Portuguese football great Eusebio dies

Eusébio da Silva Ferreira, acknowledged as one of football's greatest ever strikers, has died after heart failure.

    Eusebio da Silva Ferreira, who was voted one of the 10 best footballers of all time, has died of heart failure aged 71.

    The Mozambique-born Eusebio was born into poverty but became an international sporting icon.

    Cristiano Ronaldo, the Portugal captain who plays for Real Madrid, commented on his Facebook page, "Always eternal Eusebio, rest in peace."

    Eusebio was admitted to hospital several times over the past year for the treatment of heart and respiratory problems.

    He became affectionately known as the 'Black Panther' for his athletic prowess and clinical finishing that made him one of the world's top scorers during his heyday in the 1960s for Benfica and the Portuguese national team.

    Perhaps his biggest accomplishment was to lead Portugal to a third-place finish at the 1966 World Cup, but his agility and speed made him one of Europe's most dangerous forwards for most of a career that lasted two decades.

    He was awarded the Ballon d'Or in 1965 as Europe's player of the year and twice won the Golden Boot, in 1968 and 1973, for being top scorer in Europe.

    According to FIFA, he scored 679 goals in a 678 official games.

    I regard that as a great responsibility because I am representing Africa and Portugal, my second homeland.

    Eusebio, on being inducted into FIFA's International Football Hall of Fame

    In 1998, a panel of 100 experts gathered by FIFA named him in its International Football Hall of Fame as one of the sport's top 10 all-time greats.

    "There are only two black people on the list: me and Pele", Eusebio commented on the honor, referring to the Brazilian great who was a friend.

    "I regard that as a great responsibility because I am representing Africa and Portugal, my second homeland."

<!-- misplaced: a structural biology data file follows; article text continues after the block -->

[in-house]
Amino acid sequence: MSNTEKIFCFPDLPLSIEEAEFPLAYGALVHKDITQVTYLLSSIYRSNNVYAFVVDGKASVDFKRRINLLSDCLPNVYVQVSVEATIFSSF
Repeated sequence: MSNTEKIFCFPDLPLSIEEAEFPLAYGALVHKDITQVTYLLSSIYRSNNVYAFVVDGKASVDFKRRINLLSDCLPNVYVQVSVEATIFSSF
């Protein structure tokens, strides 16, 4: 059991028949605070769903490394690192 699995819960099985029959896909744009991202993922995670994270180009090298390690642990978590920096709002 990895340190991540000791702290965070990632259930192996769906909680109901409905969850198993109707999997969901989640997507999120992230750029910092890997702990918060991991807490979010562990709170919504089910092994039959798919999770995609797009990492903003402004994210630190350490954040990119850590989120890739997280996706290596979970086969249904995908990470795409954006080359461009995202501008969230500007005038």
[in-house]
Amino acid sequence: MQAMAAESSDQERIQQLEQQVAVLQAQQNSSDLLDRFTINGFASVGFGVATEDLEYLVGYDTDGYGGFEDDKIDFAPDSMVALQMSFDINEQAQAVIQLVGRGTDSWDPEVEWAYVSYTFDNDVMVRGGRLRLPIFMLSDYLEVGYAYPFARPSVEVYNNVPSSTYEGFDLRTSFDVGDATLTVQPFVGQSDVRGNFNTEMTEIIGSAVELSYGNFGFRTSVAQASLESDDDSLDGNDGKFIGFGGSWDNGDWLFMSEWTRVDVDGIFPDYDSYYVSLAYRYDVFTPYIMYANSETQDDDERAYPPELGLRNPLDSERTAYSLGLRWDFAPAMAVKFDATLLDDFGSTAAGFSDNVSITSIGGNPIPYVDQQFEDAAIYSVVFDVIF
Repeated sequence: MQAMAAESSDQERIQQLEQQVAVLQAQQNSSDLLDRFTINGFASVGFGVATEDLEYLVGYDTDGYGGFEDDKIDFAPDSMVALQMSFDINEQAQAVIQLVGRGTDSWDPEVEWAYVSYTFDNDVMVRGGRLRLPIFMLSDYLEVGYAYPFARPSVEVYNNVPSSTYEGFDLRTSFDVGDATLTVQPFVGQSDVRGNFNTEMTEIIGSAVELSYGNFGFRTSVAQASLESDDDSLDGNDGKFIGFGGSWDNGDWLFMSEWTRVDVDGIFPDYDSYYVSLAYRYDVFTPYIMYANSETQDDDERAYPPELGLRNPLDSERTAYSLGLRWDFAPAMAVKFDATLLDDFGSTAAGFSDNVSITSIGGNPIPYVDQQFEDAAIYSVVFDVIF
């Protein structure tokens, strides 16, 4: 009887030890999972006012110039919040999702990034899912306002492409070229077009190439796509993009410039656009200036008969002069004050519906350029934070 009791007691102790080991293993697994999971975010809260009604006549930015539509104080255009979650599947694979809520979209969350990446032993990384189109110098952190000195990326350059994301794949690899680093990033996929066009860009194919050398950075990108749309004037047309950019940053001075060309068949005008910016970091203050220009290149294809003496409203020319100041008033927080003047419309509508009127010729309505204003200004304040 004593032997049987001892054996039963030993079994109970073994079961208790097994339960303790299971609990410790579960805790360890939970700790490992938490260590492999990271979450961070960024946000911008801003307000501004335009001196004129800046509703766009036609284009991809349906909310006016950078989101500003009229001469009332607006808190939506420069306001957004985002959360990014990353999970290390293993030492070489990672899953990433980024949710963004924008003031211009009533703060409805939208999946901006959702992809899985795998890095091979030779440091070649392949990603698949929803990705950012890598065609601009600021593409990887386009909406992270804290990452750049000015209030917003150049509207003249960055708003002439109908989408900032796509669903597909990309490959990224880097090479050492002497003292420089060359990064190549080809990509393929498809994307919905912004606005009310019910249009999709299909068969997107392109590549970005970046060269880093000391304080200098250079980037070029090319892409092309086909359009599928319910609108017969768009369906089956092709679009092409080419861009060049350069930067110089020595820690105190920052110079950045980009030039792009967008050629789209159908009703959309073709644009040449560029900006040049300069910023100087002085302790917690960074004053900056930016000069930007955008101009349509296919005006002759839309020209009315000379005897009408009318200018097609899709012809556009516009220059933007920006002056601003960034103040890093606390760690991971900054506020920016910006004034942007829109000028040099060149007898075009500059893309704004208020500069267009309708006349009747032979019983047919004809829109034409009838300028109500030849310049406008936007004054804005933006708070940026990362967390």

Eusebio was born in Maputo, the Mozambican capital, during the Second World War when the southeast African country was still a Portuguese colony.

    He came from a poor family but sparkled for his local team and was lured by Benfica to Portugal when he was 18.

    Known for his unpretentious and easy manner as well as his courage and ball skills, his popularity in Portugal was such that in 1964, when Italian clubs offered to buy Eusebio for sums that were astronomical for the time, the country's then-dictator, Antonio Salazar, decreed that the player was a "national treasure", meaning that he could not be sold abroad.

    With Benfica, he won 11 Portuguese league titles and five Portuguese Cups, and remains the club's best-known player. A bronze statue of him, poised to kick a ball, stands outside Benfica's Stadium of Light.

    After five knee operations, he played his last game for Benfica in 1975.

    Eusebio then moved to North America where he spent the last years of his career playing for the Boston Minutemen, Toronto Metros, Las Vegas Quicksilver and Buffalo Stallions through 1980.

    Eusebio stayed on at Benfica as an assistant coach after his retirement and traveled widely with the Portuguese national side as a paid soccer ambassador.

    Eusebio is survived by his wife, Flora, two daughters and several grandchildren.



    Interactive: How does your country vote at the UN?

    Interactive: How does your country vote at the UN?

    We visualised 1.2 million votes at the UN since 1946. What do you think are the biggest issues facing the world today?

    'We were forced out by the government soldiers'

    'We were forced out by the government soldiers'

    We dialled more than 35,000 random phone numbers to paint an accurate picture of displacement across South Sudan.

    Interactive: Plundering Cambodia's forests

    Interactive: Plundering Cambodia's forests

    Meet the man on a mission to take down Cambodia's timber tycoons and expose a rampant illegal cross-border trade.